Haiti and the Charter City

Contrary to what some have suggested, a charter city in Haiti is simply not an option at this time. A charter city can only be created through voluntary agreement. Under the current conditions, the government and people of Haiti do not have the freedom of choice required for any agreement reached now to be voluntary.

That is Paul Romer, finding himself in the unusual position of quelling enthusiasm for a Charter City. Well, at least one in Haiti. He points out there is a better solution to putting Haiti under charter: a Charter City for Haitians elsewhere.

There are clear limits on the number of Haitian immigrants that nearby jurisdictions are currently prepared to accept. But if nations in the region created just two charter cities, they could accept the entire population of Haiti as residents. There are many locations close to Haiti where these new cities could be built, but for now, Haiti itself is the one place we should not consider.

I’ve expressed skepticism about Charter Cities before, but I think this is as good a time as any to see proposals.Whatever the systemic risks of a new system of rules, they may be no less than the systemic risks that will face a future Haiti. A little diversification would not hurt.

While we’re at it, however, we could diversify a little more. If half the OECD countries each took 50,000 refugees, even on temporary visas, that would be a 750,000 people sending back remittances. (Come on, Canada. Even the Senegalese are offering to let them come.)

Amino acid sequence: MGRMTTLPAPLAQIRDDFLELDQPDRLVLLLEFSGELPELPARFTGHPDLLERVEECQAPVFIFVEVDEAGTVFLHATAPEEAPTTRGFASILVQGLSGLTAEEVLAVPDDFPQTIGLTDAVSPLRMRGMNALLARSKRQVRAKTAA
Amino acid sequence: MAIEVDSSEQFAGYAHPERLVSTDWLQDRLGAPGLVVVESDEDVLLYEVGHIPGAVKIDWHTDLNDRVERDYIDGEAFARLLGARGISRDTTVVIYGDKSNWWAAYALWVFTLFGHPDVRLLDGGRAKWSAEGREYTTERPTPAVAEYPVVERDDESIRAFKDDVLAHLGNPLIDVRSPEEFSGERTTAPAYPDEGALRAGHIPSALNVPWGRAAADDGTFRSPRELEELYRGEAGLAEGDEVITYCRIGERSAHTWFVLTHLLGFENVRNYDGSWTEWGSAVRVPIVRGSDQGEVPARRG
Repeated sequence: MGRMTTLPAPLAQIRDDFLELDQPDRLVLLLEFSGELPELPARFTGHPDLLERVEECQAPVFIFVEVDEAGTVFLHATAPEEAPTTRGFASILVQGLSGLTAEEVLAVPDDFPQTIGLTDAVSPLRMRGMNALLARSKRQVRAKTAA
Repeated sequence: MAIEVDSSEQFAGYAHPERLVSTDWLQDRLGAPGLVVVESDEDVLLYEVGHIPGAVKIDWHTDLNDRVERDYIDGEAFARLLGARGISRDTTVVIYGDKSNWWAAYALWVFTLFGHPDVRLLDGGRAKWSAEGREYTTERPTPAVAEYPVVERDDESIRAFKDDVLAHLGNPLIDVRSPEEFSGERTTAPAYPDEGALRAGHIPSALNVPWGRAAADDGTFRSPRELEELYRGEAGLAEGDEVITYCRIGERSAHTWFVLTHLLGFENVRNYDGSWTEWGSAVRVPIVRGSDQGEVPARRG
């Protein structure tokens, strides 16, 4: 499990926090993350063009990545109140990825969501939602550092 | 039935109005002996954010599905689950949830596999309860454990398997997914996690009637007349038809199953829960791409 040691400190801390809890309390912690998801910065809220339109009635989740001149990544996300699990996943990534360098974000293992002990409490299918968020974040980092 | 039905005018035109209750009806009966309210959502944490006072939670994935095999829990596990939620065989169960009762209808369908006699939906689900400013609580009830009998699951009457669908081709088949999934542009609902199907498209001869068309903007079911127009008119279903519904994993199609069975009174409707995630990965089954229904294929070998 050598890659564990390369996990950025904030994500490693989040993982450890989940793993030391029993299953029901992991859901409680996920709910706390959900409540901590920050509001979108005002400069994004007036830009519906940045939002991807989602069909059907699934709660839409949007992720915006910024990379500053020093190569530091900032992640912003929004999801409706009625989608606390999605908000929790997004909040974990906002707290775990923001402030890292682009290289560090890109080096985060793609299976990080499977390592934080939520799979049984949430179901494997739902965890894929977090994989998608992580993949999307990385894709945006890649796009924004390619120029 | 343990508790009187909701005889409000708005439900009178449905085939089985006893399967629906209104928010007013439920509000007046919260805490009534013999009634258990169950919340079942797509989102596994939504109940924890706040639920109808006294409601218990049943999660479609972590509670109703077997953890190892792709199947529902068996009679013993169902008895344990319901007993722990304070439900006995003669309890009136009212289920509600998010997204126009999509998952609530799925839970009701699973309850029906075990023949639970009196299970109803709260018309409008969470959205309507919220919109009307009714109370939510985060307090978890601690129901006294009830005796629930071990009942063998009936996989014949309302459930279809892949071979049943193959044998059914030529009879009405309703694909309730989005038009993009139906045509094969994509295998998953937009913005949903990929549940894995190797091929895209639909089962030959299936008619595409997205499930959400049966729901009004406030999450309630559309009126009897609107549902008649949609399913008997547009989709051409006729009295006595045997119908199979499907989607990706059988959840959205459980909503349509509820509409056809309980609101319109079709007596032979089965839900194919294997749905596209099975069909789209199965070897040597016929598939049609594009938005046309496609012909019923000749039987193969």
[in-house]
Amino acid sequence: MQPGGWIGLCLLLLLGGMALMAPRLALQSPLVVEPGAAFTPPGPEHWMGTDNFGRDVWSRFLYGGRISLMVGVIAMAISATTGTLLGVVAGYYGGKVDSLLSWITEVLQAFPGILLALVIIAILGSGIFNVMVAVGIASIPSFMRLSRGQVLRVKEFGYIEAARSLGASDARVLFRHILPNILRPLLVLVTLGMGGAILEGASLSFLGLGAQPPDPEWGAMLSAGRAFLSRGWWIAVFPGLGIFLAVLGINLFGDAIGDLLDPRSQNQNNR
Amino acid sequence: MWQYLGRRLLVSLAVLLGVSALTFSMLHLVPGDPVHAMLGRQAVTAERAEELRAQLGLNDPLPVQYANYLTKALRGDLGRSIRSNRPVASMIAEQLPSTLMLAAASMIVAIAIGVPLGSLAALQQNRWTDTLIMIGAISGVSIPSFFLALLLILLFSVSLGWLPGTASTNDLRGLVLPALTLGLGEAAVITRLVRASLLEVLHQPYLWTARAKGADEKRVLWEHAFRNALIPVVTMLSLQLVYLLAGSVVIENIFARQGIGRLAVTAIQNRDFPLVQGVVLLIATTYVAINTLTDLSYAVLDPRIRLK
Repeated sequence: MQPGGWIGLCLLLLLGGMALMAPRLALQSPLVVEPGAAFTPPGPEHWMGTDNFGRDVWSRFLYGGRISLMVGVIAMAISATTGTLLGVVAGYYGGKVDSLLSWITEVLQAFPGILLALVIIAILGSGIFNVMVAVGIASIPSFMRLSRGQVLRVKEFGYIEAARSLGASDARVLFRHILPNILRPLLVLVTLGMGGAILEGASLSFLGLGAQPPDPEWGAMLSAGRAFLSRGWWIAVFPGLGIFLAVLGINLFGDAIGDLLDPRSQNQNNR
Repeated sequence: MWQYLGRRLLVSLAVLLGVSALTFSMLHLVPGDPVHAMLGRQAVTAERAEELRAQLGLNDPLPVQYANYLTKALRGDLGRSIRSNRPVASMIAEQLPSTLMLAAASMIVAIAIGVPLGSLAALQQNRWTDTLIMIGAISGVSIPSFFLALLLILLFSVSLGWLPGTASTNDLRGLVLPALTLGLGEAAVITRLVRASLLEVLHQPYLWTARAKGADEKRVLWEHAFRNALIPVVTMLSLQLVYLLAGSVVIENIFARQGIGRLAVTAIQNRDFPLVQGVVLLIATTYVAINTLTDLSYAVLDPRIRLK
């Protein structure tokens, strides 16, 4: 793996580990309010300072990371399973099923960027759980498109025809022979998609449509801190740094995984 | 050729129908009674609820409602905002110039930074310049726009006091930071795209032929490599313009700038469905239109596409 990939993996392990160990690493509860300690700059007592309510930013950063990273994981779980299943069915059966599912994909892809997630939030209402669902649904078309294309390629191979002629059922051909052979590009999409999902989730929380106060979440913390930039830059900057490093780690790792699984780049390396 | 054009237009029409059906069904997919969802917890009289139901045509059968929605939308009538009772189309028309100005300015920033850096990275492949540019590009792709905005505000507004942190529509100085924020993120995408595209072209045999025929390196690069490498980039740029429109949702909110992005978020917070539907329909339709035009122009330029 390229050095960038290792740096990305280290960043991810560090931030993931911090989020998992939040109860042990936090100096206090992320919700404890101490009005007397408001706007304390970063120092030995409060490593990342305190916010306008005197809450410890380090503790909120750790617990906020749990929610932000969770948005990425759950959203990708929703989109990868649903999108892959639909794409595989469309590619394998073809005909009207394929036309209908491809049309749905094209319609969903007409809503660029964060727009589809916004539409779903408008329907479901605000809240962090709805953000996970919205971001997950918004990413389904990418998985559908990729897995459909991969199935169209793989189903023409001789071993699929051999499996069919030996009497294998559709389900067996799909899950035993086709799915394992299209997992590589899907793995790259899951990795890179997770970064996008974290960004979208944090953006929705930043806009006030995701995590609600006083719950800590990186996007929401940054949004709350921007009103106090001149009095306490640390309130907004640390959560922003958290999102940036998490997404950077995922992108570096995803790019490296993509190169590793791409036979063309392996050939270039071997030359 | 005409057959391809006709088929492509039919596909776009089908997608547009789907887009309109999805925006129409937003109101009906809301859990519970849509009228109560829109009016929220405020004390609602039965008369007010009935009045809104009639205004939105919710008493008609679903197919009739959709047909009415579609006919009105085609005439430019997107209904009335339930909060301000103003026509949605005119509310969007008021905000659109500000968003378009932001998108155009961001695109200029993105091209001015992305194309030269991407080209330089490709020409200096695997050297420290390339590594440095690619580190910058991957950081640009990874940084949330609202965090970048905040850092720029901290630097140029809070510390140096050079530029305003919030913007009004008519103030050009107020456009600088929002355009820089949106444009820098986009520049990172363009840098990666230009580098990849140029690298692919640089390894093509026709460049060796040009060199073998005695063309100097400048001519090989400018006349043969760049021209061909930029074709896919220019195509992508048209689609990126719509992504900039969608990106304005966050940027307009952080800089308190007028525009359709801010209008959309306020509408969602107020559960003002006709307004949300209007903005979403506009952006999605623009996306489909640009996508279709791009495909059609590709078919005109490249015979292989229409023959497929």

I have now exhausted my (non-existent) knowledge of migration and refugee issues. I would love to see comments those actually informed about such matters.

8 thoughts on “Haiti and the Charter City

  1. Chris, those displaced by natural disasters are only ‘refugees’ in the newspapers; they are just ‘displaced people’ in the courtroom or classroom.

    Georgetown University’s Institute for the Study of International Migration has done a lot on the role of remittances, including both what they do (insure families) and they don’t do (substitute for ‘traditional’ aid).

    Here is an article on remittances and disaster relief in Haiti: http://isim.georgetown.edu/ and on remittances and disaster relief in Haiti.

    And a handy lit review on the ins and outs of the complicated question of remittances and development: http://www.migrationpolicy.org/pubs/mig_dev_lit_review_091406.pdf

  2. Is there a reason you pointed out Canada specifically instead of the US or any other country? Because Romer has mentioned them before as setting up charter cities?

  3. Do have a look at the wider project findings at http://www.odi.org.uk/projects/details.asp?id=396&title=remittances-during-crises-implication-humanitarian-response
    if you’re interested in this further.

    And for the latest comment on it by one of the few world experts on remittances see the blog by Dilip Ratha here: http://blogs.worldbank.org/peoplemove/node/1233

    I think there remains considerable potential for improved assistance to disaster-affected people though closer collaboration between aid agencies, migrant communities, and the affected state.